“It’s flavour of the month with Tony Blair,” says Freda. “It’s the same as when he said fine people on the spot and take them to the nearest cashpoint. I thought, ‘Where are you living, Tony?’”

Full of warm wit and humour, the women respond to a request for a photo by pulling their own hoods and collars up, mocking the authorities’ image of people from the area.

The police, they agree are “everywhere – except when you want them. Then it’s two or three hours.” But they say the crime is petty stuff and joyriding, not violence against people. “There’s none of that,” says Mal, “nor any housebreaking.”


One or two pensioners have been frightened when local youths “whizz about in cars”, they say, but Mal adds, “There’s never really been any mugging here. I wouldn’t say anyone lives in fear.”

Some of the women started a youth club on the estate a few years ago and got small grants from the council. But when it became too much for them to run as volunteers the council did nothing to bring in paid workers.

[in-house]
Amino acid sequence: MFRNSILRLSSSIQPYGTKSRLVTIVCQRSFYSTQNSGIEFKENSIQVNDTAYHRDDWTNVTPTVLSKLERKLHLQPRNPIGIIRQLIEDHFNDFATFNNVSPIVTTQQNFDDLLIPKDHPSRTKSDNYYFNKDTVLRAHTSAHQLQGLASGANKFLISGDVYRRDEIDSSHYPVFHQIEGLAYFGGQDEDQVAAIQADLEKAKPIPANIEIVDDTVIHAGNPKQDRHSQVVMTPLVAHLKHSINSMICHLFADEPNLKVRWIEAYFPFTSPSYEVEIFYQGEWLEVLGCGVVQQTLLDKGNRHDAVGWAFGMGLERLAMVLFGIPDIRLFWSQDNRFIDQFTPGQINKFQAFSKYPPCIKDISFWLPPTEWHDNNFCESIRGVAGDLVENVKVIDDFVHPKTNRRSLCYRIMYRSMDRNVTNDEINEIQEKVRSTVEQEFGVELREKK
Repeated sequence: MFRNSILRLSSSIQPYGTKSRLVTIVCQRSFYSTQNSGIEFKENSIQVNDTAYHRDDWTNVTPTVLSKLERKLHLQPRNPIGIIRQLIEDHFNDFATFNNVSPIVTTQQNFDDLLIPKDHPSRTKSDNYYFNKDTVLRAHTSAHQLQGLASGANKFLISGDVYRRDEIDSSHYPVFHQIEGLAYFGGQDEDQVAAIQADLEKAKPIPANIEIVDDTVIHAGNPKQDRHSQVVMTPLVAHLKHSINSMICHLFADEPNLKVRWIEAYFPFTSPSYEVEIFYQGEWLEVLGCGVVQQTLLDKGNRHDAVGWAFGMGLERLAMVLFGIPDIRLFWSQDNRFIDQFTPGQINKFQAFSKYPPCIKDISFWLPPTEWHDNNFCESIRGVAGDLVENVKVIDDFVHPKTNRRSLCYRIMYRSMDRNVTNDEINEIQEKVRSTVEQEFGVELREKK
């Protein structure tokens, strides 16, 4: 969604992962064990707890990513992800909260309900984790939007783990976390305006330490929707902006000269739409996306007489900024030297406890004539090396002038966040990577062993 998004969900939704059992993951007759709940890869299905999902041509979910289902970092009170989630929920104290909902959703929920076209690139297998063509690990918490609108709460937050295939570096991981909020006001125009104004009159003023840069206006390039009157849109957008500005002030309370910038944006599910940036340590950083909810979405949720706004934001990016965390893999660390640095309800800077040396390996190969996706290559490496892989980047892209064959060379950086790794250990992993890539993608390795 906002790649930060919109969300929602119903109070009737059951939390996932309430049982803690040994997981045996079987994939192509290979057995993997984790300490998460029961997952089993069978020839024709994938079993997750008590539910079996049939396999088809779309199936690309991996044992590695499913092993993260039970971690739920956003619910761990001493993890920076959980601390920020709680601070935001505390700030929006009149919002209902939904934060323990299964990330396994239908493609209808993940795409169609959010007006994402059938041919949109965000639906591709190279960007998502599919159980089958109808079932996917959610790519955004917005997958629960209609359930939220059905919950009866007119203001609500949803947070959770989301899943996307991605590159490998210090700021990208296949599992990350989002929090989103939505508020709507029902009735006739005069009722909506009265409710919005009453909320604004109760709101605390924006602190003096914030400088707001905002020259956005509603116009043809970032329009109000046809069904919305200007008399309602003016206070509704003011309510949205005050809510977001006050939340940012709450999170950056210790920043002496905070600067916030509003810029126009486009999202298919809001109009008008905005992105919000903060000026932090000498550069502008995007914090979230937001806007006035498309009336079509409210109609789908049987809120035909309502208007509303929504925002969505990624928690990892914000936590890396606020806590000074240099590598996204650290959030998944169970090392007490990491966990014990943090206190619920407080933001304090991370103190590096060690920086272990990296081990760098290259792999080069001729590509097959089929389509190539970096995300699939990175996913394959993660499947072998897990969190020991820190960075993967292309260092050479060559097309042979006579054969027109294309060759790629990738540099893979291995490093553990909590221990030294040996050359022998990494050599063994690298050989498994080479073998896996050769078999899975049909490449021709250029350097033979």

Youth and community workers in Salford are just as frustrated. “There’s a real problem with resources,” says one. “In Broughton, maybe three or four years ago, there were 25 detached youth workers. That’s all gone now.”

The nearest youth club now is too far for the Lower Broughton kids – and there are now no “outdoor” youth workers on the street in the whole of Broughton, he says:

“Compared to an Asbo, that’s cheap, really cheap. And you can target the group rather than stigmatising an individual. But councillors and MPs want a front page with an Asbo.”

Tony Ormonde, a Unison union rep at a Salford school, sees kids’ behaviour problems at work. “I’m personally opposed to Asbos,” he says.

“People want to start looking at the causes of crime as well. Asbos don’t frighten the kids at all. As something to deter the kids, it doesn’t work.